- Capacity to predict the impact of climate change and severe weather on the Gulf of Mexico and its natural resources; and
- Indicators for measuring the long-term status and health of the Gulf of Mexico ecosystem.
For more, see: http://www.noaanews.noaa.gov/stories2015/20150506-noaa-announces-long-term-gulf-of-mexico-ecosystem-research-priorities.html?utm_source=CSO+Bi-Weekly+Report+05.19.15&utm_campaign=Weekly+Report+5.5.15&utm_medium=email
#10 Georgia Sea Grant Uses New Smartphone App to Map King Tide Flood
The Sea Level Rise app, created by Norfolk, Virginia-based Wetlands Watch and developer Concursive, is being pilot tested to capture tidal flooding events up and down the East Coast, including by Sea Grant programs in South Carolina, North Carolina, Georgia and Florida.
#11 Smart Coastal Management in Washington: Coastal Hazards Resilience Network and Marine Spatial Planning Move Forward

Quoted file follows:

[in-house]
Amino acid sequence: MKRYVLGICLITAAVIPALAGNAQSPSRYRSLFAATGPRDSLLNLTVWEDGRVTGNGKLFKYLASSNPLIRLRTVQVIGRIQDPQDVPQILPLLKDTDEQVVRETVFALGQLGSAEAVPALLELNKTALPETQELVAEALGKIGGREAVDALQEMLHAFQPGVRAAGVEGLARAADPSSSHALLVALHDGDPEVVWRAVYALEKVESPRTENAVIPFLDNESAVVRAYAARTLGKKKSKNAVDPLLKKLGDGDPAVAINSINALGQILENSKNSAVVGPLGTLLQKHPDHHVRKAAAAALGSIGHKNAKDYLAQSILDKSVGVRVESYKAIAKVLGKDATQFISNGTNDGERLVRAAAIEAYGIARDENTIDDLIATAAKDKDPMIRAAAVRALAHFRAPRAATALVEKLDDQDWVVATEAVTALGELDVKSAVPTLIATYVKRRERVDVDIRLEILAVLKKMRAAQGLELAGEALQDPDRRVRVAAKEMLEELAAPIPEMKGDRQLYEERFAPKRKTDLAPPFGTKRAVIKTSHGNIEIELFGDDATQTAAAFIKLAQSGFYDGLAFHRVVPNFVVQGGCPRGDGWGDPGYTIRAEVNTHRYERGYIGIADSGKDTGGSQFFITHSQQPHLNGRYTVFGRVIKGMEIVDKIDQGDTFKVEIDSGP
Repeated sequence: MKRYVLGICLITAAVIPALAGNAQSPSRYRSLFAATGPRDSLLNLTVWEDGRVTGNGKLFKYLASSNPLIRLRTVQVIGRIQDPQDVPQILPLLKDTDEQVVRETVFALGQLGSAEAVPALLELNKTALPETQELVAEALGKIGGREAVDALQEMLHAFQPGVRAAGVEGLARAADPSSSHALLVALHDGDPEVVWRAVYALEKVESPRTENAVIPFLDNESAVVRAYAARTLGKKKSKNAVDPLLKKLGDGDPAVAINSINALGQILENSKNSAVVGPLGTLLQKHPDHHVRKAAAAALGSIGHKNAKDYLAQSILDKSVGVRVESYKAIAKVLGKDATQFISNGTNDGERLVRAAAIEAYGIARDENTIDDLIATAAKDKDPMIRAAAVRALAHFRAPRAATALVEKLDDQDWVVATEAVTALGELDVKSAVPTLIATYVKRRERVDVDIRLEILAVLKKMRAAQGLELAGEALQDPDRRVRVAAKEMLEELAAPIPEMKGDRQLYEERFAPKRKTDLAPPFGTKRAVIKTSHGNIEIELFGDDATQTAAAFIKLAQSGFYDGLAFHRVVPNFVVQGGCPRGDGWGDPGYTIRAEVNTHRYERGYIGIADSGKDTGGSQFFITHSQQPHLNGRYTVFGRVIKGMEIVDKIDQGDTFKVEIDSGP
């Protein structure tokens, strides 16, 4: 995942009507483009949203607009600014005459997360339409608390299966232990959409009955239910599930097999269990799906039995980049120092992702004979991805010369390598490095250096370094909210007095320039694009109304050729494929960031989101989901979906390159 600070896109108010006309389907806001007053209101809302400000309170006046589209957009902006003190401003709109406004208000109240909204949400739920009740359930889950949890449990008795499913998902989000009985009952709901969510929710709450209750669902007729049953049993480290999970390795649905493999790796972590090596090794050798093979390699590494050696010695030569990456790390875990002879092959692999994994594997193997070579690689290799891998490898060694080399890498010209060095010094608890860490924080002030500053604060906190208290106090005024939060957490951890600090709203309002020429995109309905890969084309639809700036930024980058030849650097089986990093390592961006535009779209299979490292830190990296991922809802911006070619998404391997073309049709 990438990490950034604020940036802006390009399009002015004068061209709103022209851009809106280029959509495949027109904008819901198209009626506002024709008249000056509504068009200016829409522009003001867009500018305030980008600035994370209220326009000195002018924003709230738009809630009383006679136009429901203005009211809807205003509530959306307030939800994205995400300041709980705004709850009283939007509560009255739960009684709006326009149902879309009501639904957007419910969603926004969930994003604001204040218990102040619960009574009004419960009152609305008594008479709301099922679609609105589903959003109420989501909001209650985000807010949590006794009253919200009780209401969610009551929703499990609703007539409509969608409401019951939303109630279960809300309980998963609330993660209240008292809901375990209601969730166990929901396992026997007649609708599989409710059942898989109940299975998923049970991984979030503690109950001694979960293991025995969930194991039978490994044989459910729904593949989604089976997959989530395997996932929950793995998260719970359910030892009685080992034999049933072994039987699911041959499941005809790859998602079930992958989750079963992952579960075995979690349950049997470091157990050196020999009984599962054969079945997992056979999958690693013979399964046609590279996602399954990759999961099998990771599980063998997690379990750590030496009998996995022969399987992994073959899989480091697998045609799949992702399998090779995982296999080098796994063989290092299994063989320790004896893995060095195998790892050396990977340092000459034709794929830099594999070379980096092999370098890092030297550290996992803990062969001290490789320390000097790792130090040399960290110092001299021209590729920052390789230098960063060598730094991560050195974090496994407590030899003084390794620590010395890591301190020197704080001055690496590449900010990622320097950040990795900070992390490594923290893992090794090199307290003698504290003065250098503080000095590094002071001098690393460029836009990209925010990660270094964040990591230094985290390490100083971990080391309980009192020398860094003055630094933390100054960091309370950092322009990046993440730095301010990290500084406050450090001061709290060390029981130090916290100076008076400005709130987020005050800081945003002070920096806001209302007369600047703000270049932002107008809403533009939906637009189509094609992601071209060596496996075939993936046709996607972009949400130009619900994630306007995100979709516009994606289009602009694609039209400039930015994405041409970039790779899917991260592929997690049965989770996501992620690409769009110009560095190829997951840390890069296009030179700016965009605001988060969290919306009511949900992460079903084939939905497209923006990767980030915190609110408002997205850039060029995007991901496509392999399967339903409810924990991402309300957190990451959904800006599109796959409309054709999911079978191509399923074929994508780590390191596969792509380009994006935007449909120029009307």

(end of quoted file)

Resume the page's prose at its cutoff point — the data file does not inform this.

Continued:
The Washington Coastal Program’s new regional partnership boosted coastal community resilience by helping local planners find tools for disaster response and recovery. Washington moved toward a comprehensive marine spatial plan by mapping seabirds, mammals, and seafloor features.
#12 California Sea Grant and the California Coastal Commission produced Sea Level Rise Policy Guidance
California’s Sea Level Rise Policy Guidance document briefs the best available science on sea level rise for California and tells the Coastal Commission how to plan and regulate for sea-level rise. The guidance document makes general recommendations intended to be adapted to the needs of specific geographical areas. Sea Grant and CCC will periodically revise the guidance document to address new sea level rise science, information and approaches to sea level rise adaptation, and new legal precedent.
For more, see: http://www.coastal.ca.gov/climate/slrguidance.html
#13 Planners prioritized resiliency in 2015’s Florida Transportation Plan as leaders saw projections of 6-10 inches of sea-level rise by 2030